The FDA's hands-off statement Tuesday regarding the import of sodium thiopental for use in lethal injections has brought some clarity to an issue dogging state corrections departments. In the statement, the regulator says that it will defer to penal officials and permit the importation of the anesthetic for their use.
The agency justifies its stance by saying Congress has charged it with protecting the public health. "Reviewing substances imported or used for the purpose of state-authorized lethal injection clearly falls outside of FDA's explicit public health role," according to the statement. In addition, the agency is responsible for prioritizing its resources to most effectively do the job that Congress gave it.
Coupled with last December's execution of an inmate in Oklahoma, in which pentobarbital was substituted for thiopental, and a U.S. Supreme Court ruling last fall that death-row inmates are not entitled to know the source of drugs used to kill them, prison officials should soon be able to maintain lethal-injection supplies, rather than attempting to find the drugs. That will make them the envy of those who use thiopental for medical purposes and still must operate within the FDA framework.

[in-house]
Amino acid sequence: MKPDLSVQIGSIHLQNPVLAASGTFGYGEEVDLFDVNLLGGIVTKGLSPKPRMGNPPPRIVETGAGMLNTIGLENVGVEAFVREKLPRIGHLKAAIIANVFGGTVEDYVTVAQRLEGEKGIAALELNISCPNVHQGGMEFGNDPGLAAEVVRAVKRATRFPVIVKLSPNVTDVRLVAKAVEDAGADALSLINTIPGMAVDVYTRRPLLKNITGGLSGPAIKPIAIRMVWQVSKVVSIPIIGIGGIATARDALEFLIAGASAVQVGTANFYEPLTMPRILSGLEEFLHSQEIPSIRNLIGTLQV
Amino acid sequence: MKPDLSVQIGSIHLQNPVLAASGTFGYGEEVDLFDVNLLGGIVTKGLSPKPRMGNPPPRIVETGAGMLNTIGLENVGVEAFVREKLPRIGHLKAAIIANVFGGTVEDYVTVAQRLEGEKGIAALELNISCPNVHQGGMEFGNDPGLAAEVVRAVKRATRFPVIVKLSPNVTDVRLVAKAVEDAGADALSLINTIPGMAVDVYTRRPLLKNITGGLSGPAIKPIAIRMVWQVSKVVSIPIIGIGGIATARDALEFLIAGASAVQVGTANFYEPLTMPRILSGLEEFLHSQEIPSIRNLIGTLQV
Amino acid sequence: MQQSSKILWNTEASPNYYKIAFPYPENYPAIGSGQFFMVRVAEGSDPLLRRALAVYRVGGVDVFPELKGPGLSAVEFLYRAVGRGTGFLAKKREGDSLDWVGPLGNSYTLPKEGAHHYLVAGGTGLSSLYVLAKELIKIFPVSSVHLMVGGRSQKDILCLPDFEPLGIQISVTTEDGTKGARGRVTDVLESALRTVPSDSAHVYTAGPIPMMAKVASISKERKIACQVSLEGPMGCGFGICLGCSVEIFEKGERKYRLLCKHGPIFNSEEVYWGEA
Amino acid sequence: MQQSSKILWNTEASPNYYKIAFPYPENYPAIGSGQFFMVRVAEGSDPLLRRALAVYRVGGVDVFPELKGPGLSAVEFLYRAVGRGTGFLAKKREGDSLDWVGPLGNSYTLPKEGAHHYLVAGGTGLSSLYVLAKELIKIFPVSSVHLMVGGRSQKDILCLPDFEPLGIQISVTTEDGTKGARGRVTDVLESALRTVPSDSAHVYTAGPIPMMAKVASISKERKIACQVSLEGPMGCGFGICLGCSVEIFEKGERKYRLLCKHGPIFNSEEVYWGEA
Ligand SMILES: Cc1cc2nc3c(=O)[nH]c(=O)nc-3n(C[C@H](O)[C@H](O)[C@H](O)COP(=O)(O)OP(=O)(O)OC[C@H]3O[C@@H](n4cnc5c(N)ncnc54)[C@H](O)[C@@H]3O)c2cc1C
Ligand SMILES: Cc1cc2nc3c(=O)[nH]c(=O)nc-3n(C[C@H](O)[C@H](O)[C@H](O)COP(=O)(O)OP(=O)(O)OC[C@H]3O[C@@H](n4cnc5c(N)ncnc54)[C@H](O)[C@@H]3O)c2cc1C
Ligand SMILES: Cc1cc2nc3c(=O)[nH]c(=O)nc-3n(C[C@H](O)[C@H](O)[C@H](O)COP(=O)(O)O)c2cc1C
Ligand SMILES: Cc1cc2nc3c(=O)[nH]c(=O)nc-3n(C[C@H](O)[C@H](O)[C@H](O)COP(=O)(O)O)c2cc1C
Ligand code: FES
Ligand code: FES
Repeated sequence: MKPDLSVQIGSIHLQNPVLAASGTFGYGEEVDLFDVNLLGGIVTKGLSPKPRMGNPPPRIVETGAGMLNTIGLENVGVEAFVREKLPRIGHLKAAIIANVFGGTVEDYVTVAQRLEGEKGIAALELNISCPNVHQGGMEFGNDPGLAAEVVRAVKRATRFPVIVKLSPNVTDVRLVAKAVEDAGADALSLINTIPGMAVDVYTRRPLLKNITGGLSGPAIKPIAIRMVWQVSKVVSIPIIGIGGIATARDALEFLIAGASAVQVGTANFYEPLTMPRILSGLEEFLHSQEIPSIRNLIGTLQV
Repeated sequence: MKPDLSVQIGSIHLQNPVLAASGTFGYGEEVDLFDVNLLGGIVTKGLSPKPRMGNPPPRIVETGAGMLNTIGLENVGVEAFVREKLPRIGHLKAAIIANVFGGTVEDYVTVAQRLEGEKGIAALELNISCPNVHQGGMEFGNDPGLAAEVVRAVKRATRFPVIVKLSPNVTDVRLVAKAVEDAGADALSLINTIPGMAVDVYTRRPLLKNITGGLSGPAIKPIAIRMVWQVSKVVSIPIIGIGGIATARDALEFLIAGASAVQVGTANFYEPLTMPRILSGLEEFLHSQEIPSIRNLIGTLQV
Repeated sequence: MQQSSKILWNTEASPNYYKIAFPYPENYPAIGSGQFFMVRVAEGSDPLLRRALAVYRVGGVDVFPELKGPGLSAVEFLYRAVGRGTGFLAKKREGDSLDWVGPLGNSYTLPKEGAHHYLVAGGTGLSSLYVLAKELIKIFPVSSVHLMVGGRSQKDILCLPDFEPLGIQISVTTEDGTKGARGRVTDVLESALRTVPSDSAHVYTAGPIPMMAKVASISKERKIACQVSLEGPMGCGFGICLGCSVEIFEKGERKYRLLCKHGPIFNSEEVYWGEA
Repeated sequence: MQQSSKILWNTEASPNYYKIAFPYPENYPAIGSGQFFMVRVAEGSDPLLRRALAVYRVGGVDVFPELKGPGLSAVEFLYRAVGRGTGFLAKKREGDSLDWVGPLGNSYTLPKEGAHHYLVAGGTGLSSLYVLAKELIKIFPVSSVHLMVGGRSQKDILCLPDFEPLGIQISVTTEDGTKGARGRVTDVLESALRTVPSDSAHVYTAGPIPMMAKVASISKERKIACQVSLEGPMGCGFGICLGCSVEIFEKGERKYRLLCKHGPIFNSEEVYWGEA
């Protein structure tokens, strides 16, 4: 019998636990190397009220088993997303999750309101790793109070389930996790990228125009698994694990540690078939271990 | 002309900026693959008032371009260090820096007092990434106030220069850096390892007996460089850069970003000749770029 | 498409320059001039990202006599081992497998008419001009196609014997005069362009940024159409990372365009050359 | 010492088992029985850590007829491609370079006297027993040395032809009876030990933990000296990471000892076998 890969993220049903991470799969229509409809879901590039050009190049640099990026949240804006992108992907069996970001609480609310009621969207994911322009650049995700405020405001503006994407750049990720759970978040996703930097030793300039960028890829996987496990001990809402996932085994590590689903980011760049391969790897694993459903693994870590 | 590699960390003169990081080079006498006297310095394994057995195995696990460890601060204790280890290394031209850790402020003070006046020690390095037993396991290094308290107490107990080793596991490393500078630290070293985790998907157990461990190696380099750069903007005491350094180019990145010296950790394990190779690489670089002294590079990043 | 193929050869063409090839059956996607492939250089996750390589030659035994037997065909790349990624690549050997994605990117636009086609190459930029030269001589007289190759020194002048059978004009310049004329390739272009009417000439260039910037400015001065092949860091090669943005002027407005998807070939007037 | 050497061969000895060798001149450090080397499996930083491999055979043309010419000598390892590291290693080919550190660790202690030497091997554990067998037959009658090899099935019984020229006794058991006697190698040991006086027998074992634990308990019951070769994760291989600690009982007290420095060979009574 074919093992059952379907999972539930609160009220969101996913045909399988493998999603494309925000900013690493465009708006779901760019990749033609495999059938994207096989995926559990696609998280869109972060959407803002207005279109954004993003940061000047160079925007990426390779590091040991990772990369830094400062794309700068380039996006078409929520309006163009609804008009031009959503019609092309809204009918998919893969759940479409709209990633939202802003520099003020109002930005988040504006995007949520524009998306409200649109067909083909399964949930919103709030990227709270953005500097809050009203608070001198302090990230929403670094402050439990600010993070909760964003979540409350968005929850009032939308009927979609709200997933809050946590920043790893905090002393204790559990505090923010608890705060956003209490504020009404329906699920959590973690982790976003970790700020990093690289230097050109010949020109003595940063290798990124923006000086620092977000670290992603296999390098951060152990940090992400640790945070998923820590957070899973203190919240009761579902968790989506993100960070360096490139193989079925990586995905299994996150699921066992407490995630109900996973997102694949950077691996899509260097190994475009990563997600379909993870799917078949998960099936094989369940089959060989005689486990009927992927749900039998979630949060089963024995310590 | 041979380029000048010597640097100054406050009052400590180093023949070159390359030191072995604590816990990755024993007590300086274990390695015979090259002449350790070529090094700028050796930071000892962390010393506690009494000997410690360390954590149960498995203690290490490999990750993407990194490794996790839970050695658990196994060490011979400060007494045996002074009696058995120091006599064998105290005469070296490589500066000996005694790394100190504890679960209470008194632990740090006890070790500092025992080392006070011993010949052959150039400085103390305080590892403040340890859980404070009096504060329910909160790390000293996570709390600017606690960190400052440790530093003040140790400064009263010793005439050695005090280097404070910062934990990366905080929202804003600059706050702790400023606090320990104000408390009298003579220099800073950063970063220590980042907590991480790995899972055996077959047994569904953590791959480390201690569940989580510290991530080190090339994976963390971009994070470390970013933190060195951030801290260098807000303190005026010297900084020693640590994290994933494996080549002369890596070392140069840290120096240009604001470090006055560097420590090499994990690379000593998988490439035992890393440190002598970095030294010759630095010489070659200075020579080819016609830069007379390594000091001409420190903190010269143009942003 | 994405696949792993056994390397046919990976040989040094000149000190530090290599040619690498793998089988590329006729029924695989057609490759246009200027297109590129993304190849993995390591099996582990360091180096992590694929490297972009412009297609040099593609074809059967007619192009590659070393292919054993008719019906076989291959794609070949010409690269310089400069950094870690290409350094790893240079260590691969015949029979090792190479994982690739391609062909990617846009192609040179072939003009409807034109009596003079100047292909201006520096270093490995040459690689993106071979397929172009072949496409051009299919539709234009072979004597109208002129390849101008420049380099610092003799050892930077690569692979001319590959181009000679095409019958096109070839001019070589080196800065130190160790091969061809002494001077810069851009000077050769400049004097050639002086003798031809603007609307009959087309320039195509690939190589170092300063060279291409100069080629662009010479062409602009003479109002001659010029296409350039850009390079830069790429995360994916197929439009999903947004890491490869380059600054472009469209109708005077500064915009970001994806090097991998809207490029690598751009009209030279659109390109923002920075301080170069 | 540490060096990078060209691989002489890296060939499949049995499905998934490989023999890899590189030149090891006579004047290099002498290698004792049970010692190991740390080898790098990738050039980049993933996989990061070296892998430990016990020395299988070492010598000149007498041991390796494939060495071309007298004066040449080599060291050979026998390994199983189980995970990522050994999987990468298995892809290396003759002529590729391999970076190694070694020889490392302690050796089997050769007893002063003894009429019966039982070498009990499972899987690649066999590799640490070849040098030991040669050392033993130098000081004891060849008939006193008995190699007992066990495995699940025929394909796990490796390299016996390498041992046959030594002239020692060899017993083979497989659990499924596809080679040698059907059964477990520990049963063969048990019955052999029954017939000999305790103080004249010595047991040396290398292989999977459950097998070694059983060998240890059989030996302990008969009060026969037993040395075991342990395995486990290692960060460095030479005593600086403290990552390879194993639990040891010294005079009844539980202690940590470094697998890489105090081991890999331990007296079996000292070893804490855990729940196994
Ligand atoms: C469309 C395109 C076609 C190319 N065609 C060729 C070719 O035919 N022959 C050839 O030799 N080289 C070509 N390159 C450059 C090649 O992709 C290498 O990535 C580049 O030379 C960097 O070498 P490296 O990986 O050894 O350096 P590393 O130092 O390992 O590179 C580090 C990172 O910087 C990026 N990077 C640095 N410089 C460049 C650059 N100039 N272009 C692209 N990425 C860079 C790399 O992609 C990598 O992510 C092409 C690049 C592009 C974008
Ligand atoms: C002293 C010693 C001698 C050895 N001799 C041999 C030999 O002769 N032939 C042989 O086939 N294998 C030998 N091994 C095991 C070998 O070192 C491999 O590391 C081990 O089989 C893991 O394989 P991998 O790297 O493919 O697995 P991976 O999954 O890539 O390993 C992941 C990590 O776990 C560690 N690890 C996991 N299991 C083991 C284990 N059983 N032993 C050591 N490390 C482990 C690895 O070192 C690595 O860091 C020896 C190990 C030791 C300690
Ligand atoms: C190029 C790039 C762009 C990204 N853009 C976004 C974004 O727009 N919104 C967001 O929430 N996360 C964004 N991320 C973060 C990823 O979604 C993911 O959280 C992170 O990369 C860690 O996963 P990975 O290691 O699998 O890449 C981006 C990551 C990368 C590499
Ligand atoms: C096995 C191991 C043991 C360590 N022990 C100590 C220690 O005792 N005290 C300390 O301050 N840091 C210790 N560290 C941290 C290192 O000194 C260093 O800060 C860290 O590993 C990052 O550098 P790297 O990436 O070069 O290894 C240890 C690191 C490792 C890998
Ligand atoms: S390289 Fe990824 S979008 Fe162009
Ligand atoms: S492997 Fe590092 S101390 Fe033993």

Outside the penal system, the thiopental scramble highlights current, ongoing and persistent drug shortages. By the FDA's count, 48 drugs and nine biologics are now in short supply. Prescribers, drug buyers and legislators are beginning to rally around the ideas of importation, substitution and contingency planning.